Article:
Frances: "I’d eat baked beans every night and live in a shed for this"

Neu Frances: “I’d eat baked beans every night and live in a shed for this”

By geeking out on chart stats, this 22-year-old learnt how to become a star. Now she’s taking her first steps.

Frances makes heart-on-sleeve, affecting pop. It isn’t revolutionary, but her voice could pierce the most stubborn of surfaces, and when combined with stirring piano notes, out steps something different. It’s a talent you can’t teach. But as for the rest of the 22-year-old’s early career, she’s learnt everything from scratch.

When the reality hit that she wanted to become a songwriter for a living, Frances got down to business. “I studied the charts,” she declares, looking back on her late teens. “Anything that went top ten, I checked out who wrote it, who they were signed to.” Without being given the keys to success or having everything dished out on a silver spoon, she learnt the ropes herself. “I knew nothing. I didn’t come from a musical family, I didn’t know anyone in the industry. I had no clue what the whole thing was about. I just needed to do some work and gain a textbook understanding of how it works.”

She spent years following the work of songwriters who get credit behind the scenes without stepping into the spotlight. The inner-workings of today’s biggest hits are fascinating, pretty much the only aspect of music she’d fixate over. “I was never interested in the money thing - at all,” she states. “Being a songwriter? I’d do that for free. I’d eat baked beans every night and live in a shed for this.”

When did you get into production?

I fell into it. I didn’t really realise I was producing… Someone said to me ‘Should we get a producer in,’ and they told me we shouldn’t, because I was already doing it on my own. Without really realising. But I was dictating it. It’s a hands off producing role, because someone else is mixing. But I know what I want to hear and where I want things to sit. I just thought that’s what you do. I’m a bit of a control freak, maybe.

The thing I’m drawn to on ‘Grow’ is that you’re not surrounded by too much. That’s refreshing - not too much murky production.

I think it’s funny because I feel like I’m a songwriter first, singer later. Listening to music growing up, I wasn’t attracted to voices, I was attracted to songs. I always want the song to speak first. Not purposefully, but my way of doing that was to not put too much in a song. You need to make sure nothing’s getting in the way of a lyric that’s important.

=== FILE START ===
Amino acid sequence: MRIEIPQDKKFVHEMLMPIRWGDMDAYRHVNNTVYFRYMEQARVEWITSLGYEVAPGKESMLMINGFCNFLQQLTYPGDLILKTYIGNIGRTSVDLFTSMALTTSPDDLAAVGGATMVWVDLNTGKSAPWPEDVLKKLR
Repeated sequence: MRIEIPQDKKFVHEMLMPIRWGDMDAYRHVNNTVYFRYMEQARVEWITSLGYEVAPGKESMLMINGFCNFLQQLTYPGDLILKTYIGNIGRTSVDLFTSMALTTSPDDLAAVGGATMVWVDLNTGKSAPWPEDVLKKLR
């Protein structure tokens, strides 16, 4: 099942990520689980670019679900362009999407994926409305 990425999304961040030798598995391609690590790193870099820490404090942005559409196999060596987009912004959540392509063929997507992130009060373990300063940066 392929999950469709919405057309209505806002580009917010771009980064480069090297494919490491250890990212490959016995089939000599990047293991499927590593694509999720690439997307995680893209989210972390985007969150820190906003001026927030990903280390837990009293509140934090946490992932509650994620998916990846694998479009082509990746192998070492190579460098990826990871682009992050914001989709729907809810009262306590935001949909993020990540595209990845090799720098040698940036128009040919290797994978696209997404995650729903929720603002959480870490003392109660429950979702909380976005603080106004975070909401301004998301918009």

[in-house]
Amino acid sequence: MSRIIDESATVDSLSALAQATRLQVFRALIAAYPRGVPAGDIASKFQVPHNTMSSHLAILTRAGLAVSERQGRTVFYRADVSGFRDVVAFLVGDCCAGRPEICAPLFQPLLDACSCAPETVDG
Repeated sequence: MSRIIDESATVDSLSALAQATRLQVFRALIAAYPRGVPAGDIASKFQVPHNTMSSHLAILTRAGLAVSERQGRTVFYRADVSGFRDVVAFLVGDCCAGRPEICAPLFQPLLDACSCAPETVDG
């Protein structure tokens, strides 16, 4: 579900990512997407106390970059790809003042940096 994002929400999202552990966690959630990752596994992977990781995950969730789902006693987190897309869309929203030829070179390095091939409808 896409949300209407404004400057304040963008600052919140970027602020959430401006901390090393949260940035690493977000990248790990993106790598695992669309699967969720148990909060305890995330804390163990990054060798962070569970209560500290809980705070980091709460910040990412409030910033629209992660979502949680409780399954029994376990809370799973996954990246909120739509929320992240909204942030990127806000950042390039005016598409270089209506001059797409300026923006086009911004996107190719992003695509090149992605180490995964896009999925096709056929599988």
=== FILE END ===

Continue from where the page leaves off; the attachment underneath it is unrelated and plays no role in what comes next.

Have you ever written for other people?

I’ve dabbled with it, and I love it. But then I was concentrating on stuff for me. I just love writing songs. It’s a different headspace, writing for someone else. But it’s a very free one. You see things through the eyes of the person you’re writing for. It’s me saying things I might not allow myself to say, and actually they apply so I end up using them.

What was it like being thrown into the Live Lounge situation?

Literally flung. Libertines pulled out. It was really last minute. I covered ‘What Do You Mean’, the Justin Bieber song. Adele did this amazing cover of ‘Promise This’ by Cheryl Cole, and I always remember thinking about going in the Live Lounge and doing an unexpected cover. Her version of that song is so incredible - you heard the song in a different way. I wanted to do that. When I heard the Justin Bieber song, I thought the lyrics were so frank and direct, but it was under this pop production. I became Bieber. Live Lounge was on the bucket list.

What else needs to be done?

I need to go to America. I’ve never been in my life, and I think I’m going to do some writing. I might just play Madison Square Garden when I’m there… And I’d like to release an album at some point. I’m ready. I’m raring to go. I’m just doing music all the time. I’ve been writing since I was twelve years old. That’s ten years of music to compress. It’s squished into one little album. It’s not finished yet, though.

Taken from the November 2015 issue of DIY, out now.


Tags: Frances, Features, Interviews, Neu

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